How Sustainable Are Benefits from Extension for Smallholder Farmers? Evidence from a Randomised Phase-Out of the BRAC Program in Uganda
Stephen Smith (),
Vida BobicÌ and
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Ram Fishman: Tel Aviv University
Vida BobicÌ: George Washington University
Munshi Sulaiman: Save the Children
Working Papers from The George Washington University, Institute for International Economic Policy
Many development programs are based on short-term interventions, either because of external funding constraints or because it is assumed that impacts persist post program termination (â€œsus- tainabilityâ€ ). Using a novel randomized phase-out research method, we provide experimental tests of the effects of program phase-out in the context of a large-scale agricultural input subsidy and extension program operated by the NGO BRAC to increase the use of improved seed varieties and basic farming practices among women smallholders in Uganda. We find that while supply of im- proved seeds through local, BRAC trained women declined, demand does not diminish, and farmers shift purchases from BRAC to market sources, indicating a persistent learning effect. We also find no evidence of declines in the practice of improved and less costly cultivation techniques taught by the program. These results have implications for both efficient program design and for models of technology adoption.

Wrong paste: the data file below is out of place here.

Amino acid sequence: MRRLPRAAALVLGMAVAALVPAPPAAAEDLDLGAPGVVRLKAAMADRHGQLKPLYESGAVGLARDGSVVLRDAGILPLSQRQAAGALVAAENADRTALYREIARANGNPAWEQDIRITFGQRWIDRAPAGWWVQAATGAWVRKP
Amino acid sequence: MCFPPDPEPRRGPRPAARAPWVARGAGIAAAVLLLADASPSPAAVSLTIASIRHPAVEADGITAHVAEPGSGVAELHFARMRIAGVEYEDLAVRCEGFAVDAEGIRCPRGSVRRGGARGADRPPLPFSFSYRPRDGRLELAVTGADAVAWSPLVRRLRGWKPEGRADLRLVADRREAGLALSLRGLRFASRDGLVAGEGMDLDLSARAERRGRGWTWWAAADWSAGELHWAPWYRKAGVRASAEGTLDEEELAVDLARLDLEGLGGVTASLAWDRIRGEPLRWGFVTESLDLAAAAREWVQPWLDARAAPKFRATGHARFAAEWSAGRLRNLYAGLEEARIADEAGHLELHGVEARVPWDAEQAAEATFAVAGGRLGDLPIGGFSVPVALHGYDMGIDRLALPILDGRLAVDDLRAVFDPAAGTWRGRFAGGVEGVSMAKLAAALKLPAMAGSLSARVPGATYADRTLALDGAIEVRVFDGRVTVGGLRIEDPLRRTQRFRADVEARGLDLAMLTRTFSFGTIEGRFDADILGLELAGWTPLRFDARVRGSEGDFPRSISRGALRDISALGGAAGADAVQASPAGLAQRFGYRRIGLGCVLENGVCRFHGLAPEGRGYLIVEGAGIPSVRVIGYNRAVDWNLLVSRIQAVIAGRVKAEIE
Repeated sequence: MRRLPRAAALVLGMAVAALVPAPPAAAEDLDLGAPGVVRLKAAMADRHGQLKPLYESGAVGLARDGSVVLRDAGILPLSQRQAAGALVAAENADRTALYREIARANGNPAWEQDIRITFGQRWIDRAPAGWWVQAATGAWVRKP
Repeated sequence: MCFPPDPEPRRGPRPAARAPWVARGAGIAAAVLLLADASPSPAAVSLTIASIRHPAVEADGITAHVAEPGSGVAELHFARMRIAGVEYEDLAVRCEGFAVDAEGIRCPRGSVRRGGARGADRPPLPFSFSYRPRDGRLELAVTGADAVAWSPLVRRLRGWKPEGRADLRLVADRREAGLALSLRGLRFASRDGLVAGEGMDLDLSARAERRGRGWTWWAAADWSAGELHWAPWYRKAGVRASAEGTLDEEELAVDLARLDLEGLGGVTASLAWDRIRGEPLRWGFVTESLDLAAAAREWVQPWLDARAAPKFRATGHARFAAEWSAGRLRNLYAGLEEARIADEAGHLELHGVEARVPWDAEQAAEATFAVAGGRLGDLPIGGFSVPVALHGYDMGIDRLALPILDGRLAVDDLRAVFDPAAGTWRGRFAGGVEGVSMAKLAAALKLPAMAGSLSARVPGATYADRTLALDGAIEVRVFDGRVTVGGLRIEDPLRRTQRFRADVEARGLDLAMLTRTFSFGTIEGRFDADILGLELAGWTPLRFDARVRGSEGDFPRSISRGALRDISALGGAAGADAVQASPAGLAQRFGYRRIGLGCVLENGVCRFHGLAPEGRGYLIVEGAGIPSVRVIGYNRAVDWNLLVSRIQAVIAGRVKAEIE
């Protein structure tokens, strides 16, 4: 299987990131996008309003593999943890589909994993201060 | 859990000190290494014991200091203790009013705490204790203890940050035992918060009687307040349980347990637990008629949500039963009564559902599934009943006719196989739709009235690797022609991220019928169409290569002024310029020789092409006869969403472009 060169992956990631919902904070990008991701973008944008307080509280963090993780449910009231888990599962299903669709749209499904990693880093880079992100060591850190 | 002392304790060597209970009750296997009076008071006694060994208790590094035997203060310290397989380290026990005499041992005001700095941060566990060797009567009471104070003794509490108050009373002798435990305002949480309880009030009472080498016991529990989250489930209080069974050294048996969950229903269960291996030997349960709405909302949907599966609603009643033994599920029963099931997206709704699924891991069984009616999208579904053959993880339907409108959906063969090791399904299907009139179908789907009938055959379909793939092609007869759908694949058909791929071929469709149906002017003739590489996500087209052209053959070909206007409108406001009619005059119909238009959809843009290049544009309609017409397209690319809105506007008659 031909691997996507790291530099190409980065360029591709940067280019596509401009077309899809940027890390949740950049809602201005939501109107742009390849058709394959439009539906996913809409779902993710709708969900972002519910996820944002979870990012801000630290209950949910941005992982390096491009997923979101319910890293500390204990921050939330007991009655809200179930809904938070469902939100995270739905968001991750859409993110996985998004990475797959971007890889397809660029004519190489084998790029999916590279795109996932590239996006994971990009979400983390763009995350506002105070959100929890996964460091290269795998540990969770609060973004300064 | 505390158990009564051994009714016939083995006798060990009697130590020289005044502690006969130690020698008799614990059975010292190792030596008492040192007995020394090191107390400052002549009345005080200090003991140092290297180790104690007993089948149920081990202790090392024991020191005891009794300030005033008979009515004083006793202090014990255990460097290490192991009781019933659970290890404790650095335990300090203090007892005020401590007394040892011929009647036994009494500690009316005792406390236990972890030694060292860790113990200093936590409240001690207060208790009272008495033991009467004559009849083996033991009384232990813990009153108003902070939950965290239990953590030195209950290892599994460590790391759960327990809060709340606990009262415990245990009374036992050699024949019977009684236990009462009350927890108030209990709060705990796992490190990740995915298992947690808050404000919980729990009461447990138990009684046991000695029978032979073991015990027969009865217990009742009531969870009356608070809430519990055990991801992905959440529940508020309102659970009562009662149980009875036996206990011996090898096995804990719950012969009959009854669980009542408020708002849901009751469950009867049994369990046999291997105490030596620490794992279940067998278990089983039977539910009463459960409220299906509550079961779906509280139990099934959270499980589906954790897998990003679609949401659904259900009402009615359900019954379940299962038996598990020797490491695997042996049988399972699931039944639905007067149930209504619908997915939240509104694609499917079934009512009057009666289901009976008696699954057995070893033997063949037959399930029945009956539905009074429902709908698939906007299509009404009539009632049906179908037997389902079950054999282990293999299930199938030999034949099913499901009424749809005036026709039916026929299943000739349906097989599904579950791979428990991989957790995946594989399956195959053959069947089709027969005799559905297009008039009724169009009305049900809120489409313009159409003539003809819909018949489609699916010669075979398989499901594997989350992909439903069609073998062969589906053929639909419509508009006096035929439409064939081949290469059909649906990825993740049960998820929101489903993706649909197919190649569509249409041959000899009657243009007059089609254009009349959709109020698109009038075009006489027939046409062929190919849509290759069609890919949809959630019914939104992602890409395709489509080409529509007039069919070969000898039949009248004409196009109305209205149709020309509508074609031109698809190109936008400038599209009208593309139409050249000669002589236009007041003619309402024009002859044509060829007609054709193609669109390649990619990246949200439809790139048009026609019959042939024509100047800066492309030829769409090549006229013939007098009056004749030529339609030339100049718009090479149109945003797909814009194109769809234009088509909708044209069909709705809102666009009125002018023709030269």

Keywords: Agricultural extension; Agricultural Technology Adoption; Food Security; Supply chain; Subsidies; Randomized phase-out; Uganda (search for similar items in EconPapers)
JEL-codes: O13 O33 I32 Q12 (search for similar items in EconPapers)
New Economics Papers: this item is included in nep-agr and nep-dev
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Working Paper: How Sustainable Are Benefits from Extension for Smallholder Farmers? Evidence from a Randomized Phase-Out of the BRAC Program in Uganda (2017)
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Persistent link: https://EconPapers.repec.org/RePEc:gwi:wpaper:2017-1
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